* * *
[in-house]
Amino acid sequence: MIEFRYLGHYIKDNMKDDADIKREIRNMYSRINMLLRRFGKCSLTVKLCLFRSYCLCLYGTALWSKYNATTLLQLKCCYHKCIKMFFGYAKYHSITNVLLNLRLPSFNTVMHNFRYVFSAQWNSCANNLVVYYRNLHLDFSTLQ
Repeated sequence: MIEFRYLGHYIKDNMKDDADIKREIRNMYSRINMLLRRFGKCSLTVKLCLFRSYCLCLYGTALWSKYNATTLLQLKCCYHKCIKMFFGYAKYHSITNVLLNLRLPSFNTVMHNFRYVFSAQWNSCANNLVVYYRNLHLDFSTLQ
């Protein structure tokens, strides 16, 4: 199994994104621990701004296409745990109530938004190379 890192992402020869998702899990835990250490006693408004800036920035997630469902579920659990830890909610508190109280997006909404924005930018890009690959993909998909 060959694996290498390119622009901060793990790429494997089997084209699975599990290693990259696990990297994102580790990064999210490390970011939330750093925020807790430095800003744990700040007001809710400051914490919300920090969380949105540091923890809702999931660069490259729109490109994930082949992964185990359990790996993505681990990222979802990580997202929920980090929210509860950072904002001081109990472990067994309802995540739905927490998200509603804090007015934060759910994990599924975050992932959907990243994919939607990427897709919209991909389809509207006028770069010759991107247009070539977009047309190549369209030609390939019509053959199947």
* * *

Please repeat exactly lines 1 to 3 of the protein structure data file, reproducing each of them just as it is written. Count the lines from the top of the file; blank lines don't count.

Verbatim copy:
[in-house]
Amino acid sequence: MIEFRYLGHYIKDNMKDDADIKREIRNMYSRINMLLRRFGKCSLTVKLCLFRSYCLCLYGTALWSKYNATTLLQLKCCYHKCIKMFFGYAKYHSITNVLLNLRLPSFNTVMHNFRYVFSAQWNSCANNLVVYYRNLHLDFSTLQ
Repeated sequence: MIEFRYLGHYIKDNMKDDADIKREIRNMYSRINMLLRRFGKCSLTVKLCLFRSYCLCLYGTALWSKYNATTLLQLKCCYHKCIKMFFGYAKYHSITNVLLNLRLPSFNTVMHNFRYVFSAQWNSCANNLVVYYRNLHLDFSTLQ